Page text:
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Tassie mates pitch in for farmers

Rotary members and representatives from the Fitzroy Basin Association and Central Highlands Regional Resource Use Project welcomed a group of Tasmanians who arrived in Emerald ready to help landholders whose properties were flooded.
Rotary members and representatives from the Fitzroy Basin Association and Central Highlands Regional Resource Use Project welcomed a group of Tasmanians who arrived in Emerald ready to help landholders whose properties were flooded.

IT is the ultimate case of mates helping mates, when a group of Tasmanians flew into Emerald late last month ready to help repair rural fencing decimated by the floods.

About 20 men volunteered for the trip from Tasmania, as members of the Volunteer Flood Relief Team, to repair fences in the regions east and west of Springsure.

The idea was initiated by local landholder Leon Clothier through the Rotary network who called for assistance from the Fitzroy Basin Association and Central Highlands Regional Resource Use Project.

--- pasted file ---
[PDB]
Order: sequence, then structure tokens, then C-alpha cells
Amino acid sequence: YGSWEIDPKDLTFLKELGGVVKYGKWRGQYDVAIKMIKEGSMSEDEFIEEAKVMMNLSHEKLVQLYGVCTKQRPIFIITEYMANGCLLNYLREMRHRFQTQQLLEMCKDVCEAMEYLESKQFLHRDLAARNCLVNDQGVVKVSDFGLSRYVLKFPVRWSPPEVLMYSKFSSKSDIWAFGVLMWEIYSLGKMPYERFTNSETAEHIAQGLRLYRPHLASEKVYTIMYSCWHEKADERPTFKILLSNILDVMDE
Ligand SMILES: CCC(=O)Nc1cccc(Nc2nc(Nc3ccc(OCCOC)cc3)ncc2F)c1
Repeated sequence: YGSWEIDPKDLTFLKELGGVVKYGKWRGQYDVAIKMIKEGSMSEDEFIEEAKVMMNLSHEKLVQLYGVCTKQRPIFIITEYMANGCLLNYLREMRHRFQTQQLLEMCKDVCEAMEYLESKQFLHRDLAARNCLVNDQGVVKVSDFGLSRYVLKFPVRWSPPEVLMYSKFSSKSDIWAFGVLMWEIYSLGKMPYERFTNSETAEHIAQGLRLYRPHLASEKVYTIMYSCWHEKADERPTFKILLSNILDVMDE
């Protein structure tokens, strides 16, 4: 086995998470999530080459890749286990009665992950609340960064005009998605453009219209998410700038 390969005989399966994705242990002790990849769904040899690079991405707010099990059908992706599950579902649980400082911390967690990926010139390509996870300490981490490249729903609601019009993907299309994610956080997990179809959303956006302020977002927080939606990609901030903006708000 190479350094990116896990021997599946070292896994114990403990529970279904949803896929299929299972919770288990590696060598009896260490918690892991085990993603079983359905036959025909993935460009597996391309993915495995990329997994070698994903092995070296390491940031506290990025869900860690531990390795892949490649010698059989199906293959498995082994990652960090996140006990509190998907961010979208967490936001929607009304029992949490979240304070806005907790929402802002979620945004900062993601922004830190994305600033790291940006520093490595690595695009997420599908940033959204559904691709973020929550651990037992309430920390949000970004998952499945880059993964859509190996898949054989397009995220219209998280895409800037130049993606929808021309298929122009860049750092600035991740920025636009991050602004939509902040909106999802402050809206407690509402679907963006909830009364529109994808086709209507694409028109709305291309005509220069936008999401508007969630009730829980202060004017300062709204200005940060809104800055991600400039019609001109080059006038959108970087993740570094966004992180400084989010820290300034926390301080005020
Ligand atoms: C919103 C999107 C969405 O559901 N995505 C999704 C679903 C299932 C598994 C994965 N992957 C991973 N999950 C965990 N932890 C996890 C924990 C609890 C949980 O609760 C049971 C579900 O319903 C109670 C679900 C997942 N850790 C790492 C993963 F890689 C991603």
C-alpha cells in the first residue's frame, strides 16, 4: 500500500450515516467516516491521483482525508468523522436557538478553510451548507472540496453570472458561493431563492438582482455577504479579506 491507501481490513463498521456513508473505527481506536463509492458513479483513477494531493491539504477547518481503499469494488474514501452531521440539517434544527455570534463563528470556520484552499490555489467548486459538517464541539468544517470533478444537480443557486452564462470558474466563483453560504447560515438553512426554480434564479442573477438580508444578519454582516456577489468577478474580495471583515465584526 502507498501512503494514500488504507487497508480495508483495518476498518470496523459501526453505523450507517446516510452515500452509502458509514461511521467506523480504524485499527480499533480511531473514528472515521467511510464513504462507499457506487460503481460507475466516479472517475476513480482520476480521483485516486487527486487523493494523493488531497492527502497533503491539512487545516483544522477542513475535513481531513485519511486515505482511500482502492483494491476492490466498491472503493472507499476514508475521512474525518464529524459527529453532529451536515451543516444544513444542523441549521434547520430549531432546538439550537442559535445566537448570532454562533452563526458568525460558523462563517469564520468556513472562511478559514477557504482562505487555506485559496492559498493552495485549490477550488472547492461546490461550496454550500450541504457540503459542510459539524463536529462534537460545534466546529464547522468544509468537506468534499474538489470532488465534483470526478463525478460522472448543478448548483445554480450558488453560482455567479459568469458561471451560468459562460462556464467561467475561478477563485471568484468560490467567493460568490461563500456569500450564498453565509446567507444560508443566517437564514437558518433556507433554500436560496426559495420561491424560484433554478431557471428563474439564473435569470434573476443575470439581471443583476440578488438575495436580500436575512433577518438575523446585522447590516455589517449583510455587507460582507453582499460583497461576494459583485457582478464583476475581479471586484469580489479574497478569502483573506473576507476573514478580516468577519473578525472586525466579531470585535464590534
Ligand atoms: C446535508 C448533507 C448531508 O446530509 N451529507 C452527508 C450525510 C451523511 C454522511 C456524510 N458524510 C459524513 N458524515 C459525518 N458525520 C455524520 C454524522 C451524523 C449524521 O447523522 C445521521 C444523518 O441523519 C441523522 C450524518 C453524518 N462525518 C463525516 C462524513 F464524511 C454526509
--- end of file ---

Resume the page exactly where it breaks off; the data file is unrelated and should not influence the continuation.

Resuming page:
Tasmanian volunteer Norm Cairns said this was not a case of charity, but of mates helping mates.

Mr Cairns said about half the volunteers were tradesmen and the other half farmers, but most had some farming background.

It’s not the first time they have helped those in need, volunteering during Victoria’s devastating bushfires.

“We experienced the 1967 bushfires, when 62 people died, so we like to be involved when others need help,” he said. “We will spend two weeks here, but we expect to come up again later in the year. Others have already put their hands up to come...”

FBA chief executive Suzie Christensen said Rotary had put the call out for volunteers, while the FBA and CHRRUP provided support for landholders and organised housing for the volunteers.

“They will be working on fencing in areas east and west of Springsure,” Ms Christensen said.

“Some of the hardest hit were those on the Springsure to Tambo road, so the team will be working there.

“The floodwaters reached the roofs of the houses on some of these properties.”

She said other groups had also helped, with Aussie Helpers bringing cooks from Dalby to feed the volunteers, and BMA, Rio Tinto and Bunnings helping out with equipment.


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